To maintain strong support from the people, the CNRP should explain its position clearly to them why the party chooses to work with the CPP in the parliament. Or the party's strategy needs to be adjusted since fighting on the streets for nearly a year has produced fruitless result for the people and the nation. On the other hand, regional political tension--Vietnam-China conflict and Thai military coup--may affected political atmosphere in Cambodia, giving Hun Sen more morale boost to adopt tougher stand with the opposition when the pro-status quo forces have prevailed in Thailand. Hun Sen may choose similar tactic if the situation has drifted into chaos as if in Thailand when Yingluck's government was unable to rule the country from its offices. In addition, the opposition may run out of options beside staging sporadic protests and political rallies in grassroot levels where sometimes faced with intimidation and disruption from the CPP's thugs even if the CNRP's activities are peaceful and proves no threat to the CPP's power structure. Thus, if the current strategy doesn't work, the CNRP may flex itself due to the current political development in the region as long as it is able to maintain strong unity in the party and support from the people.
In negotiation, naturally, a stronger party always holds upper hand since its has more leverage to impend its counterpart to accept its term though there is no clear winner as if in the battlefield, the outcome definitely favors the stronger party. In such a scenario, Hun Sen has gradually emerged as a winner again since he holds most leverage in negotiation. All crises will be solved as long as Hun Sen is willing to accept them. Without his input, there would be no political solution, peace, and stability in the country since Cambodia has no political mechanism in place to end the crisis as if in Thailand. Thailand's political crisis always ends up with military coup or the monarch intervention followed by free and fair election. But in Cambodia there is no such a mechanism in place since Hun Sen is above everything-- the monarchy, court, military, police... Then every crisis is ended up with if and only if the other parties yield the power to Hun Sen. Thai military coup sooner or later will create another democratic elected government in Thailand, but if Hun Sen uses violent forces to destroy the opposition, Cambodia will fall deeper into a dictatorial rule and extinguish the current faltered democracy.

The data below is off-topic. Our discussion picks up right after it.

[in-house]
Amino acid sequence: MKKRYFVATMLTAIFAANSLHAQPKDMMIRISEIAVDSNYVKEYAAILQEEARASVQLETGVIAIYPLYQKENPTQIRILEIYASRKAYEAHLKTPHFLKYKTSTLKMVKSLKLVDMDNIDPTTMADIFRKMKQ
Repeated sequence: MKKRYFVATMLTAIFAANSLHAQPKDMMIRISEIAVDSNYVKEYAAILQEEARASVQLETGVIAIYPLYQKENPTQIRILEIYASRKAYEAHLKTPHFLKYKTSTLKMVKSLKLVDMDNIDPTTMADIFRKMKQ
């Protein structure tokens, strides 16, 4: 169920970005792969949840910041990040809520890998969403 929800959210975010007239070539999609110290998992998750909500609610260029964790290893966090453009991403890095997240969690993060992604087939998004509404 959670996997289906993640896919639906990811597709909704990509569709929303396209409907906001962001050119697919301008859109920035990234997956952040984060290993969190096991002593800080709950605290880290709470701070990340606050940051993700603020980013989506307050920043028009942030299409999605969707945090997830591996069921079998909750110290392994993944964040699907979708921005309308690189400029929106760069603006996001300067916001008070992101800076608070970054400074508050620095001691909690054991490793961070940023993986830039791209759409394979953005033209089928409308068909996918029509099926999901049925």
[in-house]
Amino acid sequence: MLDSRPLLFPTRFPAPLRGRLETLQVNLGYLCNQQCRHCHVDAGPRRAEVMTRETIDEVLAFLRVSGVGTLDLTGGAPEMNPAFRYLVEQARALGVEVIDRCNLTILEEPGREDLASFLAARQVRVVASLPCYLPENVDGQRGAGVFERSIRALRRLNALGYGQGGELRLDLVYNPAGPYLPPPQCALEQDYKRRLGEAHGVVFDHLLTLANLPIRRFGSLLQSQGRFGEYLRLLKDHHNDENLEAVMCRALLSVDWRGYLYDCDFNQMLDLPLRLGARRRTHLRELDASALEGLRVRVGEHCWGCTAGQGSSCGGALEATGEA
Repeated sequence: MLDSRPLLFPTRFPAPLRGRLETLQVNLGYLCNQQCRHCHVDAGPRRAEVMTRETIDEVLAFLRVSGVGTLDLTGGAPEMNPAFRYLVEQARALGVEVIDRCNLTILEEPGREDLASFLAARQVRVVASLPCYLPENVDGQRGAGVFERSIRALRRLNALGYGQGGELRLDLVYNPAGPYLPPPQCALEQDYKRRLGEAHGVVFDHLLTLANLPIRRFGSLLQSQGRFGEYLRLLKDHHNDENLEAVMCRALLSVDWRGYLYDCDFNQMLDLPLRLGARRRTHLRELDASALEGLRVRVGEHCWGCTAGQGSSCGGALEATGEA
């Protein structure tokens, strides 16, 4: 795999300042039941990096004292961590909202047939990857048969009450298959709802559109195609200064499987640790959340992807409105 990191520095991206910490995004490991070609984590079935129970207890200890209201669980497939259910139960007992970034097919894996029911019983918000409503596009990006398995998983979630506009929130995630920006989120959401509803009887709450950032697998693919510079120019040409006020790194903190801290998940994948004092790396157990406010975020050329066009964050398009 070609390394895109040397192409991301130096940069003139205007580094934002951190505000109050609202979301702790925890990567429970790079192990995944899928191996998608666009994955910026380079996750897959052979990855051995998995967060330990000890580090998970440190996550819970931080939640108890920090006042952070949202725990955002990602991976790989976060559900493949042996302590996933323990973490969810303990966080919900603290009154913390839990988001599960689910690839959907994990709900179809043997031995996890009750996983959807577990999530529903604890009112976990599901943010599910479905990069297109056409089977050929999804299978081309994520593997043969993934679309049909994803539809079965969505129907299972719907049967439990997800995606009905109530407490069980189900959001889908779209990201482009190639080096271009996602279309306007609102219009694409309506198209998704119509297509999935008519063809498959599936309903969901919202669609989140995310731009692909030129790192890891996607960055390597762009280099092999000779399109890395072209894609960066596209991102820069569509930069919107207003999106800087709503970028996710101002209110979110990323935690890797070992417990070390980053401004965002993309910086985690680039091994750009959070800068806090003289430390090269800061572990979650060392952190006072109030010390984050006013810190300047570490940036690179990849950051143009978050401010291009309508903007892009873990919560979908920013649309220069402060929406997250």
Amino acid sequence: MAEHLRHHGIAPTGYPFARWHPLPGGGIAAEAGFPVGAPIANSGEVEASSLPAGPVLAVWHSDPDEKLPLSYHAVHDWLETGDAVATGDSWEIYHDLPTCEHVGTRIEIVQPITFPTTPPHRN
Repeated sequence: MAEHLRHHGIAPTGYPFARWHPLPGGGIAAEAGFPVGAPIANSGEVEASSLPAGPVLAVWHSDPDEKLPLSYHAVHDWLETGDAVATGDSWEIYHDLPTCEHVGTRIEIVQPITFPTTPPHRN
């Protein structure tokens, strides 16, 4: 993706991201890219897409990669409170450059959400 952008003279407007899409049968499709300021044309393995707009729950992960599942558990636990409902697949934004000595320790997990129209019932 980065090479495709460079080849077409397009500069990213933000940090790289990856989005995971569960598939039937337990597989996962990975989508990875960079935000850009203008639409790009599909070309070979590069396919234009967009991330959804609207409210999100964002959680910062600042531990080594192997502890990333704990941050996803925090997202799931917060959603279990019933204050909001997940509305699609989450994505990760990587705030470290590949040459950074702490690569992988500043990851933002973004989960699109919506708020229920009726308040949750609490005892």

Any political deal with the CPP doesn't mean the CNRP surrenders to the CPP or the end of the CNRP struggle but a beginning of its new political strategy to fight the current dictatorial regime that has served foreign interest and ruled the country in nepotism and kleptocratic style. The CNRP's main goal is to bring true democracy, justice, and national independence to the nation and the people. Although political compromise almost has been reached in all major points, The CNRP must make sure that all those agreements must be specified and well implemented to avoid repeated mistake. The CPP likes to make concession only in broader terms in order to distort the public, but in real practices, there is nothing changed as we have witnessed over the past three decades. The opposition should try to hammer all political deals with the CPP in term of reforming a whole system gradually. TV license must be granted to all applicants indiscriminately; new NEC members must be neutral, non-political party affiliated, and elected by two-third votes from MPs; and all National Assembly committees must have enough power to summon all government officials to answer all questions related to national security and livelihoods of the people such as border issues, land concession, deforestation, immigration, and rampant corruption and so on. Without genuine assurance to the people, the CNRP may lose support from them in the next election. But if the CNRP's MPs can prove that they can work and fight the perverted CPP more effectively in the parliament than on the streets, the CNRP will gain even more support in the next "if " free and fair election.